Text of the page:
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Rob Vanstone: Cody Fajardo fans the excitement surrounding Saskatchewan Roughriders

Leader Post logo Leader Post 2019-10-09 Rob Vanstone, Regina Leader-Post
a close up of a person wearing a helmet holding a baseball bat: With Cody Fajardo at quarterback, the Saskatchewan Roughriders have surprisingly ascended to first place in the CFL's West Division. © Mark Taylor With Cody Fajardo at quarterback, the Saskatchewan Roughriders have surprisingly ascended to first place in the CFL's West Division.

There was a genuine line of questioning when Cody Fajardo conducted his latest yak session with the media.

One of the interrogators was a member of the offensive line — centre Dan Clark — who asked his Saskatchewan Roughriders teammate: “When you talk about Regina being home one day, what makes Regina such a good place?”

“I think it’s just all the fans,” the 27-year-old quarterback responded on Tuesday. “They’re all about their football team. They’re all about us as players. Coming out of the game and being able to take pictures with little kids and being able to sign autographs, that’s the stuff I’m going to miss when I’m older.

“And there’s just the family feel. We get that family feel, and I want to be able to raise a family here in an atmosphere that loves my family.”

For that to materialize, Fajardo would have to sign a contract extension — something to which he sounds amenable.

As someone who has rescued the Roughriders’ season while under a one-year contract, he is in line for an extended, enriching deal.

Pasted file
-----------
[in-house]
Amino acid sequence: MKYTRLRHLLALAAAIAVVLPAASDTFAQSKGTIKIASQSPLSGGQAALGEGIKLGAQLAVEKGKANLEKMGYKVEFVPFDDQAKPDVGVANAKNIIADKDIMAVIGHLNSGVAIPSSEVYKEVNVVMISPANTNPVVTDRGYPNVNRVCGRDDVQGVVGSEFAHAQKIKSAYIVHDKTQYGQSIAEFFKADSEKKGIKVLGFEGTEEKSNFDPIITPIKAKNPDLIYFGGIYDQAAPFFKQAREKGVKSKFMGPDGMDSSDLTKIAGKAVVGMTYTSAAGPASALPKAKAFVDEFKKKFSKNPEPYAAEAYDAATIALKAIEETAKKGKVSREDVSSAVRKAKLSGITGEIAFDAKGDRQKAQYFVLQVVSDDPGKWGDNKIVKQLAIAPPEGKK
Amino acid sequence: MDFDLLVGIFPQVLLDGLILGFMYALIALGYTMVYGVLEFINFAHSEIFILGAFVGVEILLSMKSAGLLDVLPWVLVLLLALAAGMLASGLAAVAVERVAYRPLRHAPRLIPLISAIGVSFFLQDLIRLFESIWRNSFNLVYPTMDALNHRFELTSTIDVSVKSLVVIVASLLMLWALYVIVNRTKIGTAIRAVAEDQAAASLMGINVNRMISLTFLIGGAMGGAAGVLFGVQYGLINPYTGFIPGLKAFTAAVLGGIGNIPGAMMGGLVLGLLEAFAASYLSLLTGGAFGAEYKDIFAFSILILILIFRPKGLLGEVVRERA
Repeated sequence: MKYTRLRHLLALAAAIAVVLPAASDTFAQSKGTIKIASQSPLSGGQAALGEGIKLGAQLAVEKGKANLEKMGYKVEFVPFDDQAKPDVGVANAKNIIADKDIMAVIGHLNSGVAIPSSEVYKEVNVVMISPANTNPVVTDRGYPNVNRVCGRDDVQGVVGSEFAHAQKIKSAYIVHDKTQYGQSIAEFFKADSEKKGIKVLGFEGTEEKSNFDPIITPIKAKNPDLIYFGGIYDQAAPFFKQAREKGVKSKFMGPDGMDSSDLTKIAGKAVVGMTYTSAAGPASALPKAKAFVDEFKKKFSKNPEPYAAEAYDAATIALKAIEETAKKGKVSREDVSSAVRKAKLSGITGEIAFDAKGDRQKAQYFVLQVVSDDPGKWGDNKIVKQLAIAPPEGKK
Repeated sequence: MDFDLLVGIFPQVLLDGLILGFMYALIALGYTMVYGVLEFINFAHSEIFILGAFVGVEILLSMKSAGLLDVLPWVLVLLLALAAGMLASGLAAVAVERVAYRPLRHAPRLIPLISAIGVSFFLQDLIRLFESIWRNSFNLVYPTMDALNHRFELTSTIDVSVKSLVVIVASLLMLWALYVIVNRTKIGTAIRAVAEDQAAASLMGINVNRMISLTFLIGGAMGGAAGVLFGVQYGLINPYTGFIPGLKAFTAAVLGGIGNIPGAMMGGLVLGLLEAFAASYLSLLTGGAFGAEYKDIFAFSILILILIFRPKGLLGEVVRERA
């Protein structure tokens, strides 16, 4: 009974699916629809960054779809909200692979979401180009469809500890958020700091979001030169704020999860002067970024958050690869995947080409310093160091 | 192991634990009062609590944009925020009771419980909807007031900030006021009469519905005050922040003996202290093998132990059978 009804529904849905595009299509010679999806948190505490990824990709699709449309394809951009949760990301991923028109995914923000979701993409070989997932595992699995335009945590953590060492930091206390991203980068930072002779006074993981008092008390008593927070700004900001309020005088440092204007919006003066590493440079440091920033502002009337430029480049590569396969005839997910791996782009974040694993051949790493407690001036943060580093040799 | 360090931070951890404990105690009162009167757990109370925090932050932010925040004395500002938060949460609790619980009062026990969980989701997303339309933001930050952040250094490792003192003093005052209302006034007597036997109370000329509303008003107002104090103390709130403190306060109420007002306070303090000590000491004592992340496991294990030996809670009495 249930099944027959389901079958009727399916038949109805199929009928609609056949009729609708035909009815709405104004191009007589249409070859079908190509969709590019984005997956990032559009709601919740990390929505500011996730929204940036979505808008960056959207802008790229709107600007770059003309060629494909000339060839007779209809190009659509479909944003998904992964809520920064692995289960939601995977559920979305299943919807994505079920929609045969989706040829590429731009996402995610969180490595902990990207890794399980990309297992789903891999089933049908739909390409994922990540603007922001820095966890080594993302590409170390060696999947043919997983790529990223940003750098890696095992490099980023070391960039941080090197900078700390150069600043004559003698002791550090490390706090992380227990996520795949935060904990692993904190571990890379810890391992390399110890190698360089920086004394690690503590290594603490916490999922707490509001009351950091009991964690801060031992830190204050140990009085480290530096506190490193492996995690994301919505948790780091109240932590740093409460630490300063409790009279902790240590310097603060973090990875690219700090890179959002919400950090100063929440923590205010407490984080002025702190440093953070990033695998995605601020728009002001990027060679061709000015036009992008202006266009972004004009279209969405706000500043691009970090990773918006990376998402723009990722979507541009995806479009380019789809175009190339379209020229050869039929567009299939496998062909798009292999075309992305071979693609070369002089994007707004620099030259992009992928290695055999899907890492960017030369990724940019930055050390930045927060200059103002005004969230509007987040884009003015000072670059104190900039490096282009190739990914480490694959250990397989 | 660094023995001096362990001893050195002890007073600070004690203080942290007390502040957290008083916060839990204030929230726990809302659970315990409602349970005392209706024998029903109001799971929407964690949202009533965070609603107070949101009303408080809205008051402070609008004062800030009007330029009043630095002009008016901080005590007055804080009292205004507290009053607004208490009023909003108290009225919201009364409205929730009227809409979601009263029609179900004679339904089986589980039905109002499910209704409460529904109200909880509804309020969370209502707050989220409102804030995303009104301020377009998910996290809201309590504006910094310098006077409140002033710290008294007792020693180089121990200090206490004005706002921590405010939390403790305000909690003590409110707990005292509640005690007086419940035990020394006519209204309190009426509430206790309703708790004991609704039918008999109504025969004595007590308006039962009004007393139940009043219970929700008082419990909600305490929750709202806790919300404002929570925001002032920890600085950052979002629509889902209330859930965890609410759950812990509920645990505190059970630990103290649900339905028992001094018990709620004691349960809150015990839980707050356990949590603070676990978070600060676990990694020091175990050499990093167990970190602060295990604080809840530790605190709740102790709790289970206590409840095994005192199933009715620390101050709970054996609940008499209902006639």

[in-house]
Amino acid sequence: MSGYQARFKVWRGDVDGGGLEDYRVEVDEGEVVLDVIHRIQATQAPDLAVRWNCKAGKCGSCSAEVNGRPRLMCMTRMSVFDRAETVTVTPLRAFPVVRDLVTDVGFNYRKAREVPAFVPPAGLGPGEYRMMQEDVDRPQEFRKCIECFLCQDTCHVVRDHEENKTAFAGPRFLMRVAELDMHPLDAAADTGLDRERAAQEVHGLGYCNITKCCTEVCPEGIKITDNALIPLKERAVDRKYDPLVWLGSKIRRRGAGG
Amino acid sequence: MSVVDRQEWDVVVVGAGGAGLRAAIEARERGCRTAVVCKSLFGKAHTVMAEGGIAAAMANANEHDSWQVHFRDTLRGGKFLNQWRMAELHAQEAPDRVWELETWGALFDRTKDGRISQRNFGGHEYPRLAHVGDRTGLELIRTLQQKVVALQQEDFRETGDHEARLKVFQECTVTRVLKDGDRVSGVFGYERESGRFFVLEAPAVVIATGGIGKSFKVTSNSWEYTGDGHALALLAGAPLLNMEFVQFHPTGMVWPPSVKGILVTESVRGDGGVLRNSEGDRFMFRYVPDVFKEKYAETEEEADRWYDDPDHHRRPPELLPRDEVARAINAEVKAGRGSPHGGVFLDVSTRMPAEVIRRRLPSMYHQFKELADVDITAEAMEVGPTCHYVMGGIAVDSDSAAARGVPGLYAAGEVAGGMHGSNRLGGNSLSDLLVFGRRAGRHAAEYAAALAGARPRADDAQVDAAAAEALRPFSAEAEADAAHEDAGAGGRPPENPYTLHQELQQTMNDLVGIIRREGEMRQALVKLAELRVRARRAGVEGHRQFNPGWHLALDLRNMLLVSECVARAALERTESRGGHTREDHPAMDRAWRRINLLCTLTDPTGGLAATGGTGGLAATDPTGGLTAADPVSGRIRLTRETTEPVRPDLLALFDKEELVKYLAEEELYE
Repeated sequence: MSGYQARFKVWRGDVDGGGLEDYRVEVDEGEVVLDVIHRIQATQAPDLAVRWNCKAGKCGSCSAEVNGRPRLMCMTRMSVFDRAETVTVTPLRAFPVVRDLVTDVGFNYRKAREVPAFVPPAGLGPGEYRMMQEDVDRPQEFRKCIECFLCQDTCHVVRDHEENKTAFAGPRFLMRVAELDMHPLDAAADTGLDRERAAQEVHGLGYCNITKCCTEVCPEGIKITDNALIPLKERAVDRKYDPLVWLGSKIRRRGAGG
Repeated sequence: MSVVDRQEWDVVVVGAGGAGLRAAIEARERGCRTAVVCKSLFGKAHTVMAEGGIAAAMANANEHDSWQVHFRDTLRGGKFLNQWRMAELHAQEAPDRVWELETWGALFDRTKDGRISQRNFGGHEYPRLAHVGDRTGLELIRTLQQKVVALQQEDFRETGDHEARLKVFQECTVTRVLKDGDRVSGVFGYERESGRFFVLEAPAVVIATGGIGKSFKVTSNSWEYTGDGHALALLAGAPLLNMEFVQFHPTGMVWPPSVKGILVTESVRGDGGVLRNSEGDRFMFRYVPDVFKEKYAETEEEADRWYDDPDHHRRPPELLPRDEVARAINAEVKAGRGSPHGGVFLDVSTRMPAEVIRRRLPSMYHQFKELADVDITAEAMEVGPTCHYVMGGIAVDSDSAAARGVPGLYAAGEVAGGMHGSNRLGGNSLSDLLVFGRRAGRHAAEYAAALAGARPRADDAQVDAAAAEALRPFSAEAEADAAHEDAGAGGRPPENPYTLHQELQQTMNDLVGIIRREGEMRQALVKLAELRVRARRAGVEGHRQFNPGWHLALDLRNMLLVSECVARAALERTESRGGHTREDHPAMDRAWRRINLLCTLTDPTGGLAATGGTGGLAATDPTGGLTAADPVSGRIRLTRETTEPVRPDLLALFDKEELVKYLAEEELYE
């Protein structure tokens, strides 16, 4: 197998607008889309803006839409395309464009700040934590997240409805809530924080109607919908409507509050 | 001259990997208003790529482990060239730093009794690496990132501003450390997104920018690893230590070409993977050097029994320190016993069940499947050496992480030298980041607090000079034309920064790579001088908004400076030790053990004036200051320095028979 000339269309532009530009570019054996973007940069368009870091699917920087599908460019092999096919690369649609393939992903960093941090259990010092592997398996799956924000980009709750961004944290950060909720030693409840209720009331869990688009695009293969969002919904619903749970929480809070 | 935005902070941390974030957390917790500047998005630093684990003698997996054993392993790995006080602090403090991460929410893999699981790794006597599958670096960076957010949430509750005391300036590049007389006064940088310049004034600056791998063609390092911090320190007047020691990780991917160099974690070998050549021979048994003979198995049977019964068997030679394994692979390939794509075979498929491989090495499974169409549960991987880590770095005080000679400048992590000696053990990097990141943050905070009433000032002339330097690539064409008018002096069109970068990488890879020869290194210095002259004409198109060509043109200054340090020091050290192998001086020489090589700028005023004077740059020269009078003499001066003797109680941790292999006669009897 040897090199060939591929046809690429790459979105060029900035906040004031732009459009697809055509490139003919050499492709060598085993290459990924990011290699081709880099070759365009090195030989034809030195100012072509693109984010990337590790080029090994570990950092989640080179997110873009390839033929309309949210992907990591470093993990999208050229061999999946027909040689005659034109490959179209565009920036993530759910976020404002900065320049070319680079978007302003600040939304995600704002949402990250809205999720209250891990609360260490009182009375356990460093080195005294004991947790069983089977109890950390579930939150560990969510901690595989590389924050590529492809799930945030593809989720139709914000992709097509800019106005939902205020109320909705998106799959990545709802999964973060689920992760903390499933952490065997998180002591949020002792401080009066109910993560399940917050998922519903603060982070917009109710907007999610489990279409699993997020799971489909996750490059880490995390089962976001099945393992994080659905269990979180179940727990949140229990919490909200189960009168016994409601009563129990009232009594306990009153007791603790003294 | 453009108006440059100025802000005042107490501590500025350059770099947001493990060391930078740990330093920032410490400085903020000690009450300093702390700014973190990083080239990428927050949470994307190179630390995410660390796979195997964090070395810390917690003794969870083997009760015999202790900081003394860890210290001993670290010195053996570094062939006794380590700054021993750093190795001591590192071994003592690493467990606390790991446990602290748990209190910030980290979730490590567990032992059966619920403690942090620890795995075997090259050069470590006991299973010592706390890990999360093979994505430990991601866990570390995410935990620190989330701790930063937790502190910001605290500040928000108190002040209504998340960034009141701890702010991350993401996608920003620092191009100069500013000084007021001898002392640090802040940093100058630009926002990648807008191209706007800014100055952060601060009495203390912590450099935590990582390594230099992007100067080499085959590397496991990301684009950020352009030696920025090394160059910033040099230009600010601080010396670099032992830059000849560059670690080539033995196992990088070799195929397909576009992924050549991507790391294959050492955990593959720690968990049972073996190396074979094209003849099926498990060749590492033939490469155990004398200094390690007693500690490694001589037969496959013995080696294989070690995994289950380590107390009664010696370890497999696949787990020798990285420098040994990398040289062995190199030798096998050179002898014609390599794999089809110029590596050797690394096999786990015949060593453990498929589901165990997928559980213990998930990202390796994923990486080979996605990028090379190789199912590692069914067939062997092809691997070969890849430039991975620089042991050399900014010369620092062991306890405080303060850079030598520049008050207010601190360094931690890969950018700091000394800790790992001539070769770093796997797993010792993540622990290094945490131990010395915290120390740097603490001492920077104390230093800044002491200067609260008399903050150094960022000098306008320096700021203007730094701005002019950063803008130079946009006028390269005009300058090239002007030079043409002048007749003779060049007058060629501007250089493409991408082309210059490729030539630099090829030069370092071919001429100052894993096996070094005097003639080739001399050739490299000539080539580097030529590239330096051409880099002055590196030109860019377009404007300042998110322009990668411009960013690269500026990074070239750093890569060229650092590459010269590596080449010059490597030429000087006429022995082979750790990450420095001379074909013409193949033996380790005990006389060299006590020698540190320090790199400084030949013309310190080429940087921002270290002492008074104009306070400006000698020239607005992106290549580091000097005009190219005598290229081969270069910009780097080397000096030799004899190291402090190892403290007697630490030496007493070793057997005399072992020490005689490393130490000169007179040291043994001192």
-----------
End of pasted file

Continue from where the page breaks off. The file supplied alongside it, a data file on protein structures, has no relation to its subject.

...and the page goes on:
It is difficult to imagine a scenario whereby Fajardo leaves Saskatchewan, considering the phenomenal popularity he enjoys in Rider Nation. He is ideally suited to this market.

Roughriders fans haven’t seen anything, or anyone, quite like this since the early 1950s — back in the day when Regina was dubbed “Dobberville.”

Glenn Dobbs, a former Heisman Trophy candidate, joined the Roughriders in 1951 and instantly took the province by storm.

On a bitterly cold February day, Dobbs was introduced to the people of Saskatchewan at a Quarterback Club gathering. Despite the frigid conditions, people flocked to the Grand Theatre for the occasion.

“I remember thinking, ‘That’ll be nice. There won’t be too many people,’ ” Dobbs recalled in 2002, four years before his death at age 82. “Wouldn’t you know it? The darned place was packed and the lineup outside was a block long.”

So, naturally, Dobbs put on an overcoat, gritted his teeth, and went outside to greet everybody.

When he returned to Regina, shortly before training camp, he helped the fans paint the Taylor Field fence.

Better yet, Dobbs threw 28 touchdown passes — an unfathomable total at the time — in 14 games to help the 1951 Roughriders finish first in the West and earn a Grey Cup berth.

Is it all happening again?

Fajardo, in Year 1 as a Roughrider, has electrified the offence and the team’s fervent fan base.

Unlike Dobbs, Fajardo’s signing with Saskatchewan was a virtual afterthought when the transaction was announced in February.

At the time, the Roughriders had just made a lucrative offer to marquee quarterback Bo Levi Mitchell, who opted to re-sign with the Calgary Stampeders. Only then did general manager Jeremy O’Day consummate a new deal with veteran quarterback Zach Collaros.